How to convert DOT graph to ASCII

The GraphViz DOT is a super-simple language that makes it very easy to create graphs and export them to various graphical formats. However, there are situations where you want to generate an ASCII graph. For example, to embed a flowchart or digraph in source code or documentation. GraphViz provides no exporter that can output an ASCII graph.

Thankfully, I found that this can be achieved using a Perl module called Graph::Easy. It can use GraphViz to understand your DOT file and then convert that to an elegant ASCII graph.

Here is how to use that:

  • We need to install the Graph::Easy module from CPAN. Make sure you have CPANMinus already installed, as described here. We install the Graph module like this:
$ sudo cpanm Graph::Easy
  • The Graph::Easy module installs a graph-easy program which we use to convert DOT graph to ASCII:

$ graph-easy

Tried with: Perl 5.22 and CPAN 1.61

How to visualize Caffe Net using GraphViz

The network architecture of Convolutional Neural Networks (CNN) can be heavily layered and complex. Viewing the network visually is a great way to get a sense of its architecture. Since the network is a graph, it is easy to visualize this using GraphViz.

Caffe requires its Net to be in the Google ProtoBuf format. It also provides a script that can be used to output the graph to all the formats supported by GraphViz.

  • From the Caffe root directory, you can export a .prototxt model file as a graph to a PNG image file:
$ python/ foo.prototxt foo.png

Possible output formats include PNG, PDF, DOT and others supported by GraphViz.

  • By default, the net layers are drawn from left-to-right. I prefer to visualize a CNN in top-to-bottom fashion:
$ python/ --rankdir TB foo.prototxt foo.png
  • I prefer to interact with the graph visualization, which is a bit difficult with an image file. So, I prefer to export to DOT format file and play with it using XDot:
$ python/ foo.prototxt
$ xdot

Tried with: Ubuntu 14.04

How to convert dot file to image format

The dot file is a textual file format used to represent graphs. The dot program, which ships with GraphViz, can be used to convert the dot file into file formats that help visualize the graph. Some of the supported output file formats include PNG, PS and Dia.

For example, to convert to PNG:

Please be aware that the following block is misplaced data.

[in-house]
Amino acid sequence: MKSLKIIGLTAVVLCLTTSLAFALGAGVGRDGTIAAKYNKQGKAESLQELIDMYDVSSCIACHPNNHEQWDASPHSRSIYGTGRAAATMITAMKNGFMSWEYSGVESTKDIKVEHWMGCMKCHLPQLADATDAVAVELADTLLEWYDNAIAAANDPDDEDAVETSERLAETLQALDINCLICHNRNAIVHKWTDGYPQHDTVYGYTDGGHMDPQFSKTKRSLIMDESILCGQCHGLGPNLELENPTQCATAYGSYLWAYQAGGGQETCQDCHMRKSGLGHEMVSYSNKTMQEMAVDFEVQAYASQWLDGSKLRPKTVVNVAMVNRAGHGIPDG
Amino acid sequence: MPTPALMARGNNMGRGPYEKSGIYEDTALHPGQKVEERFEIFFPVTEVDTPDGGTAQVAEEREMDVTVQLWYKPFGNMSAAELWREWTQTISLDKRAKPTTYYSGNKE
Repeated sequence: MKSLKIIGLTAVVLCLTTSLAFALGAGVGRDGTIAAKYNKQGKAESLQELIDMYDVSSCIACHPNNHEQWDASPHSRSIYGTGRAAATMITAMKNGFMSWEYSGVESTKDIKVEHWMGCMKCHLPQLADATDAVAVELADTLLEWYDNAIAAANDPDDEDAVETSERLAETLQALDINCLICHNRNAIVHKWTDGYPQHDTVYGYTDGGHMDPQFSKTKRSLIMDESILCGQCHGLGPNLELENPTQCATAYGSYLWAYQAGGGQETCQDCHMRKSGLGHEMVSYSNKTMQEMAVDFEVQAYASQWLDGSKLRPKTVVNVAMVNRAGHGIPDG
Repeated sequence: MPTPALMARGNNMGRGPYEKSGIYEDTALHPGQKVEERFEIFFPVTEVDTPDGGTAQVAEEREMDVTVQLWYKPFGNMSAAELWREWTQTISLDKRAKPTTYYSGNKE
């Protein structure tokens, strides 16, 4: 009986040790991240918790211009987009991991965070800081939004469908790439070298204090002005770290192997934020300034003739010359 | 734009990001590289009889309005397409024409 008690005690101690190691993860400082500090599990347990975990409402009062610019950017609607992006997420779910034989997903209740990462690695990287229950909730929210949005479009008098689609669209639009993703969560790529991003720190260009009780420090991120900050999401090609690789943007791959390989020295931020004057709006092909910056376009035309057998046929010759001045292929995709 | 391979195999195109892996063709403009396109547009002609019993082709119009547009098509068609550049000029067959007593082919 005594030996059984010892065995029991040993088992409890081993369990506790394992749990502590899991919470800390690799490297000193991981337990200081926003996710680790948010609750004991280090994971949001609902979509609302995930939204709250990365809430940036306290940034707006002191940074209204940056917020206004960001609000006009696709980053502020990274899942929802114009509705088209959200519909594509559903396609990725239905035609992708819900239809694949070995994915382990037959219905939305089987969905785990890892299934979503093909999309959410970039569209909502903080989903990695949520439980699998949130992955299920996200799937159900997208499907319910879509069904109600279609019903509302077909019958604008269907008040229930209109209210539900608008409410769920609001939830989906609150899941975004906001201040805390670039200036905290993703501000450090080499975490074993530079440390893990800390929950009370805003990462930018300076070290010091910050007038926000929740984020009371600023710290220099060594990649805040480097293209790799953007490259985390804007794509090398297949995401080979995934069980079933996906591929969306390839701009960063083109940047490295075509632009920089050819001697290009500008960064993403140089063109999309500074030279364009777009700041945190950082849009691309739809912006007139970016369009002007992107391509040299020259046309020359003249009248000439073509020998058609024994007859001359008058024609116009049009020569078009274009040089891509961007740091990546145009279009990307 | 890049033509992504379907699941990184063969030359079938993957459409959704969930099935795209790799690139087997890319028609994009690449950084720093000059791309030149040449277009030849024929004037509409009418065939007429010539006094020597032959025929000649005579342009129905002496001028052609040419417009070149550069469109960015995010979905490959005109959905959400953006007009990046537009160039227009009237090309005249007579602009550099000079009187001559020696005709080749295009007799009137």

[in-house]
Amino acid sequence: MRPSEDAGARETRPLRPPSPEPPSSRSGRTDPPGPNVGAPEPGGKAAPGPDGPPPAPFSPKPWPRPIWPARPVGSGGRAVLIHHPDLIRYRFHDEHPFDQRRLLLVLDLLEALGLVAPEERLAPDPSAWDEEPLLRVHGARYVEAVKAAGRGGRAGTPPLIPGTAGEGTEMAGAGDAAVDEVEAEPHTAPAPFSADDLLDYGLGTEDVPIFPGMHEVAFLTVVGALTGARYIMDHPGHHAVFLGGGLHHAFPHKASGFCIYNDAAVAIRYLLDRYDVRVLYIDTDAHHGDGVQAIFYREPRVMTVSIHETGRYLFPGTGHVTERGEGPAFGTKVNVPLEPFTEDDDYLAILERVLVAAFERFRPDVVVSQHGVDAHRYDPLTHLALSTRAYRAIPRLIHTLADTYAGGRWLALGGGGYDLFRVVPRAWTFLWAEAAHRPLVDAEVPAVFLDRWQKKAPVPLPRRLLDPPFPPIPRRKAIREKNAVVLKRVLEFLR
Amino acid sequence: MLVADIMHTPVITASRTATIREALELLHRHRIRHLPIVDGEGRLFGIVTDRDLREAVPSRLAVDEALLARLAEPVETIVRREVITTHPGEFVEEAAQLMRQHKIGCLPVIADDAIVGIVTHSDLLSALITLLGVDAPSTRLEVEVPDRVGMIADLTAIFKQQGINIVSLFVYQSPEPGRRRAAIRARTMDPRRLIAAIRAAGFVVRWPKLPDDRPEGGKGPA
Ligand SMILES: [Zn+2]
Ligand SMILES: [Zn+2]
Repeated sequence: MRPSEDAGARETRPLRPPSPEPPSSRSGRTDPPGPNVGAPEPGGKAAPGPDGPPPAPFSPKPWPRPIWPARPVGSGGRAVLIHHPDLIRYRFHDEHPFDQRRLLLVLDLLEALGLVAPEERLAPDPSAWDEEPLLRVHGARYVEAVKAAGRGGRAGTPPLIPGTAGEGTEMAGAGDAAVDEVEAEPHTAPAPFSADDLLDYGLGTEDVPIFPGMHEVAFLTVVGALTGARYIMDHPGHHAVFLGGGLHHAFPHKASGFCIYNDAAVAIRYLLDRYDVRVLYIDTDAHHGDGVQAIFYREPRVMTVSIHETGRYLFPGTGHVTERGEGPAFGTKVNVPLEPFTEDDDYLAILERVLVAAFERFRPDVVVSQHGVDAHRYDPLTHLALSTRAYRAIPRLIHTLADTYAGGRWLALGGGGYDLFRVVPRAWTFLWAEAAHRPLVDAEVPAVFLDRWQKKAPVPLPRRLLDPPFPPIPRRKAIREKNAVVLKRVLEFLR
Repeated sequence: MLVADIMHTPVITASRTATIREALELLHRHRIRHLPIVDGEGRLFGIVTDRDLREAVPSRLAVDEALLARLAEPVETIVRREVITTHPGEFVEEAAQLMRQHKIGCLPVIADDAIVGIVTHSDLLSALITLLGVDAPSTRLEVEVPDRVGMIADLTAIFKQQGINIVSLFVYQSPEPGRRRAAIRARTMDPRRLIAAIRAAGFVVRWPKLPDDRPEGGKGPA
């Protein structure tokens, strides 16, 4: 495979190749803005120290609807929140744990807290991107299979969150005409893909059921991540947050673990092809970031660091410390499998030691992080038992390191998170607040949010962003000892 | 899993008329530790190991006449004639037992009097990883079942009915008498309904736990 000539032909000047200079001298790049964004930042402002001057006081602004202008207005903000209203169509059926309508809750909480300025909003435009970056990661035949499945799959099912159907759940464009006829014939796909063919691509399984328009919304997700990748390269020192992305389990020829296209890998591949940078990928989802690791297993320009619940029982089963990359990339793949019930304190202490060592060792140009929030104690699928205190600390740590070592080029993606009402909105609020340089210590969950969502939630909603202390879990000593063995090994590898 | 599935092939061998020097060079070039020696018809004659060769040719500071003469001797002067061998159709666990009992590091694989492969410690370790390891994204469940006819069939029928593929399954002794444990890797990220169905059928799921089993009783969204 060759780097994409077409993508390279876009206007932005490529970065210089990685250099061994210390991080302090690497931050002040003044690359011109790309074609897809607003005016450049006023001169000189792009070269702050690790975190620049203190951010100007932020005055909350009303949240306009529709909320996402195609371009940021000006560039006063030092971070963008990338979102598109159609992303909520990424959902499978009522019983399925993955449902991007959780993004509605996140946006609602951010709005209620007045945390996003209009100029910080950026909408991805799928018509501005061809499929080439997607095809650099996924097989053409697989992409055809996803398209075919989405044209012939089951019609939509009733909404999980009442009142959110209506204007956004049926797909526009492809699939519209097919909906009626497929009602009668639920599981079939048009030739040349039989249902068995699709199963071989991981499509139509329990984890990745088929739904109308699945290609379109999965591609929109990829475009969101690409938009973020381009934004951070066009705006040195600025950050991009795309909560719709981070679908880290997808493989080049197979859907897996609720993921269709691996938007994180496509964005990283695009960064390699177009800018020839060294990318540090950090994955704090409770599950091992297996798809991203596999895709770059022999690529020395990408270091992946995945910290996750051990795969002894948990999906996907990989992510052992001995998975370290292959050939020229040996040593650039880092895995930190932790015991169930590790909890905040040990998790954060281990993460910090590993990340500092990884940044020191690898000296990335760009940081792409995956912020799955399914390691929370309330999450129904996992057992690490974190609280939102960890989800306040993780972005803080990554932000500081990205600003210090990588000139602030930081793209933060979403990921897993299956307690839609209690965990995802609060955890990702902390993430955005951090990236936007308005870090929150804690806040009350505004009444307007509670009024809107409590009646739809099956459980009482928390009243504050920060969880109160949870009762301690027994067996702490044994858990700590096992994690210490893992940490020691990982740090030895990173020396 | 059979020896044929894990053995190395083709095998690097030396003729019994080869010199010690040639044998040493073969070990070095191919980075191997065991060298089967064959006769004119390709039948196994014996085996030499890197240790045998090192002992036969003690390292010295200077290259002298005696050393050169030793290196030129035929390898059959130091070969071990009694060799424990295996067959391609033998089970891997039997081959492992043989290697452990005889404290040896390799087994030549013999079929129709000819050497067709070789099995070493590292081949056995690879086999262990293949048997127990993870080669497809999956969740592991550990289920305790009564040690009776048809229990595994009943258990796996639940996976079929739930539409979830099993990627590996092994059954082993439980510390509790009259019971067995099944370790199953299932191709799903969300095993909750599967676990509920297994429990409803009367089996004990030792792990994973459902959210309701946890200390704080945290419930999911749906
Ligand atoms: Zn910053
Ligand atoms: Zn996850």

$ dot -Tpng -o foo.png

Tried with: GraphViz 2.26.3-10ubuntu1 and Ubuntu 12.04 LTS

How to visualize package dependencies in Ubuntu

Dependency graph of the package of the nano editor.
Dependency graph of the package of the nano editor.

In the Ubuntu package system, a package is dependent on many other packages and there can be other packages that are dependent on it. Thus, the Ubuntu package system is a huge complicated directed graph, with the packages as vertices and dependencies as directed edges.

It would be nice to sometimes to visually see the dependency graph of a package. That is, to see the graph of all packages that a given package is dependent on.

This can be done easily by using debtree. It can be easily installed from the Ubuntu repositories by using the package name debtree.

When invoked with the name of an installed package, it outputs its dependency graph to the standard output in the Dot format. This output can be redirected to a Dot file. I prefer to open this Dot file using Dot viewers like xdot to see the graph visually.

For example, to get the dependency graph of the package of the nano editor and view it:

$ debtree nano >
$ xdot

Thanks to the folks who answered my question on Ask Ubuntu.

Tried with: Ubuntu 12.04 LTS

How to view DOT file using XDot

Dot is a text format used to describe directed graphs. It is used by Graphviz and other tools that deal with graphs. There are many tools that can be used to view a dot file visually as a directed graph. The simplest of these tools is XDot.

  • It can installed easily:
$ sudo apt install xdot
  • Open any DOT file:
$ xdot

You can zoom in and out on the graph to understand its architecture.

Tried with: xdot 0.4-2 and Ubuntu 12.04 LTS